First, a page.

As war erupted in Europe in July of 1914, its effects hit the shores of the United States years before its own entry into the war. In the industrialized world of the early 1900s steel was a much needed, if generally available resource. However, the…

Brown Industries

During the Second World War businesses across the nation began to shift their production to help focus on supporting the war effort. One such business located in Spokane was Brown Metal Works, later called Brown Industries. Located on the corner at…

Trentwood Kaiser Aluminum Rolling Plant

The economy of Washington is tightly connected to the vast hydroelectric development of the state. During the Great Depression of the 1930s, the federal government laid the framework for a series of hydroelectric dams harnessing the immense water…

USO Clubs in Spokane

When the United States entered the Second World War President Roosevelt felt a need to create a home-based organization to provide recreational activities for soldiers. The United Service Organization or USO was then founded and USO clubs began…

Spokane Fire Station No. 17: Time of War

Though the United States was not yet officially involved in the Second World War until December of 1941, the Spokane Fire Department established Station No. 17, located at Felts Field, for military training use beforehand. No. 17 originally opened…

Arrests at the Desert Hotel

Sumi Yoshida and Joe Okamoto thought that December 7, 1941 was supposed a day that would live forever—in celebration. It was on that day the Japanese-American couple planned their wedding at the Desert Hotel, now the site of the Davenport Towers. The…

A Japanese Quaker Wedding in Spokane, WA

On a warm August day, Japanese-American pacifist and civil rights activist Gordon Hirabayashi made headlines, marrying his college sweetheart, Esther Schmoe, in a simple Quaker ceremony at Spokane’s Lidgerwood Evangelical Church. While the happy…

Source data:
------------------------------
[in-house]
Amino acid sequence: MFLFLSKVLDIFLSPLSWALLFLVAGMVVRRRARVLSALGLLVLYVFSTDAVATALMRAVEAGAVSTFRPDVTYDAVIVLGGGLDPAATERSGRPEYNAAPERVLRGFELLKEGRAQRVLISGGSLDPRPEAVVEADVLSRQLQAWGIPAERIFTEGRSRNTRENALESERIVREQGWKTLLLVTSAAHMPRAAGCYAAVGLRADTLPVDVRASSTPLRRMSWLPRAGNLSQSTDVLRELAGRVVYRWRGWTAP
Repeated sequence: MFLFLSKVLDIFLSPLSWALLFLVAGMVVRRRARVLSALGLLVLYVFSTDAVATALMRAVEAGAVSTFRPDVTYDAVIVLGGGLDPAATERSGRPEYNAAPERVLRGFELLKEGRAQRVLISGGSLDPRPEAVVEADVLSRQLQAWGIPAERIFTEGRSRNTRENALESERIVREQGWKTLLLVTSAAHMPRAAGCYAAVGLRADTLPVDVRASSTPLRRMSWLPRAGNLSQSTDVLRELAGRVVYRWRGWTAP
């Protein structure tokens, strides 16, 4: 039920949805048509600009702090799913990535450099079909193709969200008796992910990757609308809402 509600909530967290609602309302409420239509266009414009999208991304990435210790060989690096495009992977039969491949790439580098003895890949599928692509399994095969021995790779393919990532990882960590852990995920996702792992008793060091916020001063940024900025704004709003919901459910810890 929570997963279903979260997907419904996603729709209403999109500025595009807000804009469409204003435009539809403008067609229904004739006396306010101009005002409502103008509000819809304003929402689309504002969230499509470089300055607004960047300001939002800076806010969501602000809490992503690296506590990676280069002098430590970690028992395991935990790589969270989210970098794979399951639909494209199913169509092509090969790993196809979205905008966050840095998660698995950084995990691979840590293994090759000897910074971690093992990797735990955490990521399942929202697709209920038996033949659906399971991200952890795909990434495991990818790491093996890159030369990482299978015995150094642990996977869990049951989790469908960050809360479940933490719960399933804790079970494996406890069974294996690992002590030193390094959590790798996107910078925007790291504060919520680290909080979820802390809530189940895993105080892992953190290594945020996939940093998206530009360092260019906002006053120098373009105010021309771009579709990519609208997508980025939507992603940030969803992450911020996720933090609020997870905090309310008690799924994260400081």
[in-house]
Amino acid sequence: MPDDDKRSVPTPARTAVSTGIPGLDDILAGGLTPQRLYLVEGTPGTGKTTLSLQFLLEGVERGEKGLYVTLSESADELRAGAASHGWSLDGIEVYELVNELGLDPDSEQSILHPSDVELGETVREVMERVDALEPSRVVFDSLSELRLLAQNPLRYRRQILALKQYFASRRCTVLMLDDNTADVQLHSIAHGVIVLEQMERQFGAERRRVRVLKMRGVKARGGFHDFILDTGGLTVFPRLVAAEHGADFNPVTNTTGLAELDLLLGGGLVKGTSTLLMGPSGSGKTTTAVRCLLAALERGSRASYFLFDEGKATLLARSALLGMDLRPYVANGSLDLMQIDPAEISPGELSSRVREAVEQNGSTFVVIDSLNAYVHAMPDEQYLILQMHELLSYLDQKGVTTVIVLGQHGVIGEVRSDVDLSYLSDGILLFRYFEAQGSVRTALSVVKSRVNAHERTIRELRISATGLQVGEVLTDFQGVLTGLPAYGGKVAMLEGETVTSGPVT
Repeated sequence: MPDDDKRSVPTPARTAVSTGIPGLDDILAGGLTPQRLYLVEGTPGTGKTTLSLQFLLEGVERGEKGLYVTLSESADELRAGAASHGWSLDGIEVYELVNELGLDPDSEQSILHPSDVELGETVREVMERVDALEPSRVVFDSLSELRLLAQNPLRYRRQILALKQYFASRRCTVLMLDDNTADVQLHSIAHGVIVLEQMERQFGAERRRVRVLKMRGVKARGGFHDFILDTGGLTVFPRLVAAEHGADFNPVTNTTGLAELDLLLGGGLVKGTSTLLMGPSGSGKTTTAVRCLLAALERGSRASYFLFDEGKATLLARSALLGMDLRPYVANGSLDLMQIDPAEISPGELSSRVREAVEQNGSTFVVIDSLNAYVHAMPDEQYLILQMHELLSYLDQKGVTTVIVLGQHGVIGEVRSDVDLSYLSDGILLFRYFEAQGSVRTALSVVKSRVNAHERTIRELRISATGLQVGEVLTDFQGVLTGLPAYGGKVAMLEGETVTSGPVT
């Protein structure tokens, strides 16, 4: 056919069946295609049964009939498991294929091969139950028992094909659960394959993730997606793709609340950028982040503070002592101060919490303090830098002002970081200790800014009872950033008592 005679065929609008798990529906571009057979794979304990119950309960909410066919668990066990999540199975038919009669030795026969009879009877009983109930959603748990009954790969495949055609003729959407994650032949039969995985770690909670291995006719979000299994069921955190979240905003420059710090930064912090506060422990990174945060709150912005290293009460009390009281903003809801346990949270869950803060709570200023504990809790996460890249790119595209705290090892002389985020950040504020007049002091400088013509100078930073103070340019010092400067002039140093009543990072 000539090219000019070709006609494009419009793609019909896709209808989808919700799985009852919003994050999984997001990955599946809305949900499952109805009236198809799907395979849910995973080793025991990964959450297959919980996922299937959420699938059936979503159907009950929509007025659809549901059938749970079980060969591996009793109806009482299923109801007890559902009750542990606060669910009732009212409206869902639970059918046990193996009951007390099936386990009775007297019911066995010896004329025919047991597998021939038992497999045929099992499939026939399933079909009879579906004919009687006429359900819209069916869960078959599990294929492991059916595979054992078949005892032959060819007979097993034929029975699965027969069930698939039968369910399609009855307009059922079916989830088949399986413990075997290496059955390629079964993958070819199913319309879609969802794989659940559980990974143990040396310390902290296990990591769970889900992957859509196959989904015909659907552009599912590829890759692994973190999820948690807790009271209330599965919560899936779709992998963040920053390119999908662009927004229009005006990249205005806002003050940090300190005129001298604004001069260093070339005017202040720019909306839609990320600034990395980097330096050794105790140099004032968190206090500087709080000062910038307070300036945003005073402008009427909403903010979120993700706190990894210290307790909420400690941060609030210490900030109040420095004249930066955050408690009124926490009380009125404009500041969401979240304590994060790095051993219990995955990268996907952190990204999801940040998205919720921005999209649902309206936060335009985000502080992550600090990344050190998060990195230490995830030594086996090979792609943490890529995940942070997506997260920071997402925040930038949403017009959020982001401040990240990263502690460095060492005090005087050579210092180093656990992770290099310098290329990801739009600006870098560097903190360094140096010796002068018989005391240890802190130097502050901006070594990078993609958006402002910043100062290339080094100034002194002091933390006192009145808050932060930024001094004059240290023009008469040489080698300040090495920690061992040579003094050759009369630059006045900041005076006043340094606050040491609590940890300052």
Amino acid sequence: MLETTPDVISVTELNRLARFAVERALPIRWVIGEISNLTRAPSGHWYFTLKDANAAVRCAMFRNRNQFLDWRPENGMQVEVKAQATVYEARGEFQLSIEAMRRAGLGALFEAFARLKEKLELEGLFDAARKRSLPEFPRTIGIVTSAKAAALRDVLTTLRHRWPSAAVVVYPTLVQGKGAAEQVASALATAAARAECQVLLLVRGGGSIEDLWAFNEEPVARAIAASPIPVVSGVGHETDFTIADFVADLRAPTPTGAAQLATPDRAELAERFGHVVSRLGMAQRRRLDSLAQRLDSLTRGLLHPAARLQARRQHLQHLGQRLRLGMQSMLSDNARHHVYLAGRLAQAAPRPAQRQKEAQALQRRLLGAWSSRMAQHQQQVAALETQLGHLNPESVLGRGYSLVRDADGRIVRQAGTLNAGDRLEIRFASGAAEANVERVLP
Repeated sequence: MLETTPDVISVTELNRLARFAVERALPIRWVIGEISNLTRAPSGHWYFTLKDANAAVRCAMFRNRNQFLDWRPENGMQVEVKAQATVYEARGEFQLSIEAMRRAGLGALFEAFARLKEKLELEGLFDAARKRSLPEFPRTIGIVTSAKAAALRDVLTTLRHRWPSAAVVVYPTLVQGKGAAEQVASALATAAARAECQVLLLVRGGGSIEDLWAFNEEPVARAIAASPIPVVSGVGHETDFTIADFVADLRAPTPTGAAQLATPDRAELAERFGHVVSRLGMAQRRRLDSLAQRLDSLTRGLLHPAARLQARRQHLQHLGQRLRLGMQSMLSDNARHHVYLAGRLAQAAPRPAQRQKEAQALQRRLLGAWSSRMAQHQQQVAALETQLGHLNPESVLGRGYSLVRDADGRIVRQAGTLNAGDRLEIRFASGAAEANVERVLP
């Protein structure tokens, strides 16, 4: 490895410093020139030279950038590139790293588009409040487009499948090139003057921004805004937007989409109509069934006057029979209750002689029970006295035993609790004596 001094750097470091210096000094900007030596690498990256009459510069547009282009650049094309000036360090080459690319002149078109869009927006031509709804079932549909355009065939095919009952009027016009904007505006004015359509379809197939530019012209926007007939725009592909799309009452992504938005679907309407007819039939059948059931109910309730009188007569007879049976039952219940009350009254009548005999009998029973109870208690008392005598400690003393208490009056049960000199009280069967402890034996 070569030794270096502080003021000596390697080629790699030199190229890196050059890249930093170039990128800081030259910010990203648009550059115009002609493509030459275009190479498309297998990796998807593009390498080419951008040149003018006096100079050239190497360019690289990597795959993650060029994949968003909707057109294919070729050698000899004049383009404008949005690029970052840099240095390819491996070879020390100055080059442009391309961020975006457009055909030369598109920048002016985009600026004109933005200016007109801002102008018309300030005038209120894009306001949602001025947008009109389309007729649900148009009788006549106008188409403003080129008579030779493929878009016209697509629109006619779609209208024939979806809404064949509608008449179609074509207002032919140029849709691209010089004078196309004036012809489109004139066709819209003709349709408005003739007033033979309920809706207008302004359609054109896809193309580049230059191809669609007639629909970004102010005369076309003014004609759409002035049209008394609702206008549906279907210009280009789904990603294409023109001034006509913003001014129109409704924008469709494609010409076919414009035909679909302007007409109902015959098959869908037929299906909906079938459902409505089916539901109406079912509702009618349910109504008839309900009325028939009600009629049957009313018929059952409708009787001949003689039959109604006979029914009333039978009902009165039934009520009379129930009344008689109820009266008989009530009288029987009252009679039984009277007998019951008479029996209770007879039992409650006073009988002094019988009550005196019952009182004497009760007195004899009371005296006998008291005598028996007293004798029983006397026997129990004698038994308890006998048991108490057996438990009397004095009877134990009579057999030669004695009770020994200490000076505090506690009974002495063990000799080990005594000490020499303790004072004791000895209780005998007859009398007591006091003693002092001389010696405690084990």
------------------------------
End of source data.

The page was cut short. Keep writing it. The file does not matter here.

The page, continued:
The Unlawful Arrest and Detainment of Frank Hirata

Kazuma “Frank” Hirata was a prominent member of Spokane’s Japanese-American community. During the 1930s he was the manager of the Spokane Vegetable Growers Association, a critical organization for the Japanese community’s economic success in the…

World War II Airshow Catastrophe

During World War Two war shows, like airshows today, were a popular way the military drummed up a patriotic spirit in local communities. The shows demonstrated military equipment to awe viewers and show just what all of the homefront efforts had…

James Wesley Crow

James Wesley Crow was born in Gooding, a small town in rural Idaho. After graduating from Gooding High School Crow attended Gonzaga University and the University of Idaho. Once finished with school he enlisted in the Army Air Corps and became a…

Spokane’s Red Tail

Though the US military was still racially segregated during the Second World War The 332nd Fighter Group of the Army Air Corps gained fame as an all-Black unit of pilots. Known as the Tuskegee Airmen due to training in the Tuskegee Institute in…

What Happened to Allan C. Powell

Among the many Spokanites who answered the call to service in World War Two was Allan C. Powell, son of William Weaver Powell and Helen Powell--formerly Helen Campbell. The second son of the wealthy Powell family, 1st. Lt. Allan C. Powell flew as a…

Spokane's Gold Star Mothers

In Spokane during World War Two, the Gold Star Mothers met for a monthly luncheon at the Crescent. Mothers whose children died in the war received gold star pins, and sometimes banners, in honor of their sons who made the ultimate sacrifice for their…

Prisoners of War Camps

Prisoners of war camps were common in the Pacific Northwest. German and Italian prisoners captured in the European Theater of operations were often transported to the United States, many to our region. The most prominent local POW camp was in…

Air Raid Preparation

During World War Two there were air raid sirens throughout Spokane including one here on the South Hill. The Japanese surprise attack on Pearl Harbor and lightning advance across the Pacific in the early days of the war spooked many Americans. They…
Sponsored by the Northwest Museum of Arts and Culture